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Q&A: Busan Beckons With New Promise

Sanjay Suri interviews BRIAN ATWOOD, chair of the Development Assistance Committee at OECD

Brian Atwood Credit: Sanjay Suri/IPS

Brian Atwood Credit: Sanjay Suri/IPS

LONDON, Nov 22 2011 (IPS) - For a start, stop calling it “aid”, Brian Atwood, chair of the Development Assistance Committee at the OECD, tells IPS.

Brian Atwood Credit: Sanjay Suri/IPS

Brian Atwood Credit: Sanjay Suri/IPS

The aid effectiveness summit in Busan next week may move the dialogue further through the language of “development cooperation” instead, Atwood says. There could be a lot in a name here; it may signify the strengthening of a different way of partnering development.

Signs are that the Busan summit will take agreements on development cooperation forward substantially, Atwood says in an email interview. The Organisation for Economic Cooperation and Development (OECD), which is leading the fourth high-level forum on aid effectiveness taking place in Busan, South Korea, Nov. 29-Dec. 1, says that at a time of particular economic difficulties, agreements reached at Busan would be vital.

Following is the text of the interview:

Q: What is the best-case scenario that can realistically emerge at Busan? A: We will improve global cooperation and local coordination, reaffirm commitments made in Paris and Accra and rededicate the development community to achieving the MDGs. We will state that north-south and south-south cooperation are complementary and will commit to working together, including in triangular efforts.

Q: What might be the worst-case scenario, and what would be its implications? A: That Busan becomes a finger pointing exercise rather than an effort to overcome political obstacles to progress. Thus far, there is no indication of that.

Q: What does the Paris sherpas meet tell us? A: This represents a real negotiation over differences of interest and perspective, but it has been infected by a spirit of accommodation.

Q: Is language a problem: and so is the word ‘aid’ itself a problem, in that it suggests a giving that implies patronage and loss to the ‘donor’? A: We hope that Busan will eliminate words like “aid” and “donor” and “recipient.” However, the forum is called “aid effectiveness.” The word is used in the outcome text as a synonym for Overseas Development Assistance (ODA) at a time when developing partners are increasingly concerned that ODA levels might go down. So “aid” remains for now, but is hopefully to be replaced by “development cooperation.”

Q: The idea that aid is not a loss but is for the greater good, including one’s national own, is becoming a bit more current. Are there signs that governments are buying the argument? A: Never has the need for development been discussed at such high levels of government, including the G-20 and G-8. The attention being paid to Busan, versus Paris and Accra, is phenomenal. Attending will be the U.N. secretary-general, the U.S. secretary of state, 110 ministers, 30 foreign ministers and a half a dozen heads of state.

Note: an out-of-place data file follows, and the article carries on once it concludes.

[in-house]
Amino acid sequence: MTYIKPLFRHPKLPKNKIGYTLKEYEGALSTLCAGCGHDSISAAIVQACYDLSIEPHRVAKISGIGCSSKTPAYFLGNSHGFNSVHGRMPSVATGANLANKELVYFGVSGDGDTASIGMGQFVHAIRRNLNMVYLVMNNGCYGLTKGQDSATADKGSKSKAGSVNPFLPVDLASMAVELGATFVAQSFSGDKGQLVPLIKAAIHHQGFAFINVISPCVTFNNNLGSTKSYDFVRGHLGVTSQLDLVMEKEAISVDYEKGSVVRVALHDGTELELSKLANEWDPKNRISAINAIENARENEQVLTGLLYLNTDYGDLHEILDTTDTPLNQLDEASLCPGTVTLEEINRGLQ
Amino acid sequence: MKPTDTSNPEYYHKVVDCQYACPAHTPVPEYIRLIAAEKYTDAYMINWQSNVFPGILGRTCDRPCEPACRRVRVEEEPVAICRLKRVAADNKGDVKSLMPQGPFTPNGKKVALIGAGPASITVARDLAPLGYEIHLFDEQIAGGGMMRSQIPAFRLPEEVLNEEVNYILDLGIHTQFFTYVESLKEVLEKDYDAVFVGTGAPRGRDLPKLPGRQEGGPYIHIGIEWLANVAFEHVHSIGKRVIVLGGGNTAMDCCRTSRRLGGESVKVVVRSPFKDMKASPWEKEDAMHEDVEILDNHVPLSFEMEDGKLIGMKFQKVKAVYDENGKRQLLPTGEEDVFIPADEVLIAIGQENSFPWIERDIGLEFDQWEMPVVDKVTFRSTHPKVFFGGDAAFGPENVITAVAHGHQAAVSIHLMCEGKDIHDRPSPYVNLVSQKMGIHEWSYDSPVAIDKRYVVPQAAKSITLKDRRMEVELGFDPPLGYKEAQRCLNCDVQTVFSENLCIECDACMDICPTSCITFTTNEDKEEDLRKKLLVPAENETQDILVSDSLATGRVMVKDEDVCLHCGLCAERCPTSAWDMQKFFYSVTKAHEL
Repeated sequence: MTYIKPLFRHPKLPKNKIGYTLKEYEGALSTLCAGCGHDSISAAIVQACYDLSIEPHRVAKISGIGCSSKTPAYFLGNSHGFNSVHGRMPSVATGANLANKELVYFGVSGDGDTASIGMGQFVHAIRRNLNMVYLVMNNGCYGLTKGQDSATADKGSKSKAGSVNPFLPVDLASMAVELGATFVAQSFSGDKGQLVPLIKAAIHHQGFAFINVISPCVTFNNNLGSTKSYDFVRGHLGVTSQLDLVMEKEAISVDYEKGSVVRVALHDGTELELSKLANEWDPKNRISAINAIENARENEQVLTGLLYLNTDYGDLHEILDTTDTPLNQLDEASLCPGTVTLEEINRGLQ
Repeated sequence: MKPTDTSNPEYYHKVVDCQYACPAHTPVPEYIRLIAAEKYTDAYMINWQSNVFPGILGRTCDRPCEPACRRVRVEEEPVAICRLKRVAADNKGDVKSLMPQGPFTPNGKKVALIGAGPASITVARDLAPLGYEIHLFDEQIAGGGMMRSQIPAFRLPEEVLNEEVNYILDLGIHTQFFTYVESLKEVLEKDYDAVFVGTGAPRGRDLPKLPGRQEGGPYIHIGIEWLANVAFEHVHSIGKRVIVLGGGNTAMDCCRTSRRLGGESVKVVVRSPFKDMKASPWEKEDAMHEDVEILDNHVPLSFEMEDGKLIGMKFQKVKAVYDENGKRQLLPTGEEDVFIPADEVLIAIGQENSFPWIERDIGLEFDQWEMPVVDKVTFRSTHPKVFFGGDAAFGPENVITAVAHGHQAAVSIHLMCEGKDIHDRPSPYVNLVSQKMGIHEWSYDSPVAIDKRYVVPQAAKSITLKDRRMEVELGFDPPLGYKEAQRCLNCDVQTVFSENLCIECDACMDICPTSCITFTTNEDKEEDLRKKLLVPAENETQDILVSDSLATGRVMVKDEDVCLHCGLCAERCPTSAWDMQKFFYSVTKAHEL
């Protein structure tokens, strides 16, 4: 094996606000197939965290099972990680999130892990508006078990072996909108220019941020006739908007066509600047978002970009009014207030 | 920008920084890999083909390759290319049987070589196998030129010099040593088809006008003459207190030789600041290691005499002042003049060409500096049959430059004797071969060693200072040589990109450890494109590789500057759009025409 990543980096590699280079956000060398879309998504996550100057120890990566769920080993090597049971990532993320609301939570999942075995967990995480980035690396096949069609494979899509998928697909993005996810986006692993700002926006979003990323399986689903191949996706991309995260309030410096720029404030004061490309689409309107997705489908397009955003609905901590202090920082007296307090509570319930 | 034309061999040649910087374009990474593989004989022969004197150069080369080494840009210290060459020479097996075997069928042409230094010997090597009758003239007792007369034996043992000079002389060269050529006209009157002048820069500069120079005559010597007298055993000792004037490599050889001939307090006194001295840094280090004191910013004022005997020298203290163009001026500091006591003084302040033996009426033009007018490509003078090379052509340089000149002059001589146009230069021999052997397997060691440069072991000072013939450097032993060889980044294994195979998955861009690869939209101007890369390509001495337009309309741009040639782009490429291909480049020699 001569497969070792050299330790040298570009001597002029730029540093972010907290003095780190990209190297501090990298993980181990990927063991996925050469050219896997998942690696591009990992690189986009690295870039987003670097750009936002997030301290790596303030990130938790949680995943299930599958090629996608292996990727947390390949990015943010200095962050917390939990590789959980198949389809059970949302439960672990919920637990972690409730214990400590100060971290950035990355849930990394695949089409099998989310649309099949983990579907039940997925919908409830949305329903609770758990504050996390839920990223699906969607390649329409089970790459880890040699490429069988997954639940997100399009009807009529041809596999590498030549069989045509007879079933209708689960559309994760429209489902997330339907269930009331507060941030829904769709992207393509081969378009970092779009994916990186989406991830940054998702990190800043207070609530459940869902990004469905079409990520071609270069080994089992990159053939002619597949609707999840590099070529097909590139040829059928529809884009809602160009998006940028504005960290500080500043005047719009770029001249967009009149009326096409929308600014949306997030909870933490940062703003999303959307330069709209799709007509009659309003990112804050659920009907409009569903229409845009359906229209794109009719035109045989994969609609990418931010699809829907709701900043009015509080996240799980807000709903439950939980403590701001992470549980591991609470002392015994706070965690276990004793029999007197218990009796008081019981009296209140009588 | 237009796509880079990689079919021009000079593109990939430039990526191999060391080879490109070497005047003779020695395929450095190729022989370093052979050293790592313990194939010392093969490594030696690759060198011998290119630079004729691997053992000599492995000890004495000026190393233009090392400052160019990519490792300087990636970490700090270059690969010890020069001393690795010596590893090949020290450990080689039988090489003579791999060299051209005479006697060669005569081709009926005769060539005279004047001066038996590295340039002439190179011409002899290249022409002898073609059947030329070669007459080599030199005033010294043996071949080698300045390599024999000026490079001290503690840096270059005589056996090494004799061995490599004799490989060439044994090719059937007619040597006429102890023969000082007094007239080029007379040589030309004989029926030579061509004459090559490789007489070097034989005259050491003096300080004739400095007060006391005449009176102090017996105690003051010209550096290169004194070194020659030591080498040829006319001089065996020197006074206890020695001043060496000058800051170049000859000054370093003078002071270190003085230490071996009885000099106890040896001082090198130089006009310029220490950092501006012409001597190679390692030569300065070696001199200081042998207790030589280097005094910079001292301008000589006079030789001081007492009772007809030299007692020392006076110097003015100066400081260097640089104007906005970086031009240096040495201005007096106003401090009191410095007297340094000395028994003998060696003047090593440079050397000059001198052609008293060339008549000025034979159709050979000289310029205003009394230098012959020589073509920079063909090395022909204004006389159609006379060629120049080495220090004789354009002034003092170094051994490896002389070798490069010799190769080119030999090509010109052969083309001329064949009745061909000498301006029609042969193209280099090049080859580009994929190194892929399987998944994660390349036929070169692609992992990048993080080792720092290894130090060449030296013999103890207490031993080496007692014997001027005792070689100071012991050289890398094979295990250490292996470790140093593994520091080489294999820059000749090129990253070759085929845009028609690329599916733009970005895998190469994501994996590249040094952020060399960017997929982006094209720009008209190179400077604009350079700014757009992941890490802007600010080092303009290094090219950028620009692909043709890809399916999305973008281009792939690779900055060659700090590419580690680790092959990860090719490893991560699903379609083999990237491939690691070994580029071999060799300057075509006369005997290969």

Q: Could such an idea be interpreted to take us back to the practice of heavily tied aid that some countries at least have been stepping away from? A: Around 80 percent of tied aid has been eliminated and I see no effort to turn the clock back on previous commitments. The last 20 percent is the most difficult because it involves popular programmes like food aid, scholarships, civil society organisations from donor countries and technical cooperation. However, I believe we will continue to make progress.

Q: Is there a distinction to be made between ‘evolved’ self-interest and narrow self-interest? Can politicians be persuaded to see that difference? A: We have a self-interest in bringing people out of poverty. That is a long-term endeavour and in that sense it is not ‘narrow,’ rather it requires an enlightened view. I believe that despite the economic pressures, we have acquired that view and I believe that Busan will demonstrate that.

Q: In the current economic squeeze, cutting aid might be more populist than sensible, and keeping up aid can potentially be unpopular. Are voters in Western Europe and North America showing any indication of resisting development aid? A: Some politicians are resisting and advocating budget cuts, but I believe they are in the minority. There is little to be gained in cutting these programmes which represent a small part of budgets, but much to be lost.

Q: If aid must be channelled in harmony with national priorities set by governments, where does civil society stand? Can we go back to old classic patterns of non-government organisations (NGOs) carrying out pockets of aided development? A: Civil society is a vital part of development and the development of a viable civil society is best carried out by NGOs with similar missions.

Q: In what way does the aid story change when it flows from south to south? Are those more instances of heavily tied aid? Is it more legitimate when the flow is south to south? A: We don’t know enough about the details of south-south cooperation. There is an important affinity among these nations and that is an important attribute.

Q: It may take a book and more to really answer this, but broadly, in what ways has the Paris Declaration worked, and where and how has it not? A: Yes, a book. Please take a look at our evaluation and survey. It is the evidence that demonstrates that ownership, alignment and mutual accountability produce results.

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